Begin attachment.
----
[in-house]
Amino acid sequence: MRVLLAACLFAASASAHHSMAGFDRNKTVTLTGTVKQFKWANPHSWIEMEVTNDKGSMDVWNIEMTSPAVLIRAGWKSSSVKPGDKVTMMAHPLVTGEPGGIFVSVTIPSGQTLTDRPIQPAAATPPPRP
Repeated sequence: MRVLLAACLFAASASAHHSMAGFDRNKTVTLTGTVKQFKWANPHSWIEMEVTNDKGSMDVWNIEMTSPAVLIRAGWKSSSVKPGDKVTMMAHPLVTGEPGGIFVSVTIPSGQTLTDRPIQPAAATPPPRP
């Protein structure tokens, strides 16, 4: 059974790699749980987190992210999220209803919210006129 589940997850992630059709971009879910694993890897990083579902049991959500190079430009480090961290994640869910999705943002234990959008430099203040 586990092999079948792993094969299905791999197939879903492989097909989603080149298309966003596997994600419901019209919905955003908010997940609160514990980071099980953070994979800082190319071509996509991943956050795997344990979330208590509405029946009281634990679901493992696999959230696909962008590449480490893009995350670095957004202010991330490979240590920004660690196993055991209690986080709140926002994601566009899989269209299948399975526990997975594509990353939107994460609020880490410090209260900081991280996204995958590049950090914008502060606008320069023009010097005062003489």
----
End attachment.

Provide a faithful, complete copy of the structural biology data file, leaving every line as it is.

[in-house]
Amino acid sequence: MRVLLAACLFAASASAHHSMAGFDRNKTVTLTGTVKQFKWANPHSWIEMEVTNDKGSMDVWNIEMTSPAVLIRAGWKSSSVKPGDKVTMMAHPLVTGEPGGIFVSVTIPSGQTLTDRPIQPAAATPPPRP
Repeated sequence: MRVLLAACLFAASASAHHSMAGFDRNKTVTLTGTVKQFKWANPHSWIEMEVTNDKGSMDVWNIEMTSPAVLIRAGWKSSSVKPGDKVTMMAHPLVTGEPGGIFVSVTIPSGQTLTDRPIQPAAATPPPRP
């Protein structure tokens, strides 16, 4: 059974790699749980987190992210999220209803919210006129 589940997850992630059709971009879910694993890897990083579902049991959500190079430009480090961290994640869910999705943002234990959008430099203040 586990092999079948792993094969299905791999197939879903492989097909989603080149298309966003596997994600419901019209919905955003908010997940609160514990980071099980953070994979800082190319071509996509991943956050795997344990979330208590509405029946009281634990679901493992696999959230696909962008590449480490893009995350670095957004202010991330490979240590920004660690196993055991209690986080709140926002994601566009899989269209299948399975526990997975594509990353939107994460609020880490410090209260900081991280996204995958590049950090914008502060606008320069023009010097005062003489």